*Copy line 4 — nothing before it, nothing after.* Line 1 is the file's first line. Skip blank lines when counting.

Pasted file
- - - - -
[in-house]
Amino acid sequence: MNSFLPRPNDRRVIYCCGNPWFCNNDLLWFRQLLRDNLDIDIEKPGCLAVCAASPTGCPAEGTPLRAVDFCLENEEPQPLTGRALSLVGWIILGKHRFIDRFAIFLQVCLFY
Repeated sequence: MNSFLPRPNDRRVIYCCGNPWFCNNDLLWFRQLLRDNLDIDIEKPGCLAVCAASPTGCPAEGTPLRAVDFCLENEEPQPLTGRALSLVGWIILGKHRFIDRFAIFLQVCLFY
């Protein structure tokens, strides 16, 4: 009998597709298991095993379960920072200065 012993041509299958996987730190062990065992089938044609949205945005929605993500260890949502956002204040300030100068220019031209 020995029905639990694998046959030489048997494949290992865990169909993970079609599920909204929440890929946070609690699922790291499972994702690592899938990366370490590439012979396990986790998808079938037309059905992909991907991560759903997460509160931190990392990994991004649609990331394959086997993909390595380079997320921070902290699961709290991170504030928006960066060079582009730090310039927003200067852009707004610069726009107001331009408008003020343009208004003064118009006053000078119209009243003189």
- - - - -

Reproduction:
């Protein structure tokens, strides 16, 4: 009998597709298991095993379960920072200065 012993041509299958996987730190062990065992089938044609949205945005929605993500260890949502956002204040300030100068220019031209 020995029905639990694998046959030489048997494949290992865990169909993970079609599920909204929440890929946070609690699922790291499972994702690592899938990366370490590439012979396990986790998808079938037309059905992909991907991560759903997460509160931190990392990994991004649609990331394959086997993909390595380079997320921070902290699961709290991170504030928006960066060079582009730090310039927003200067852009707004610069726009107001331009408008003020343009208004003064118009006053000078119209009243003189």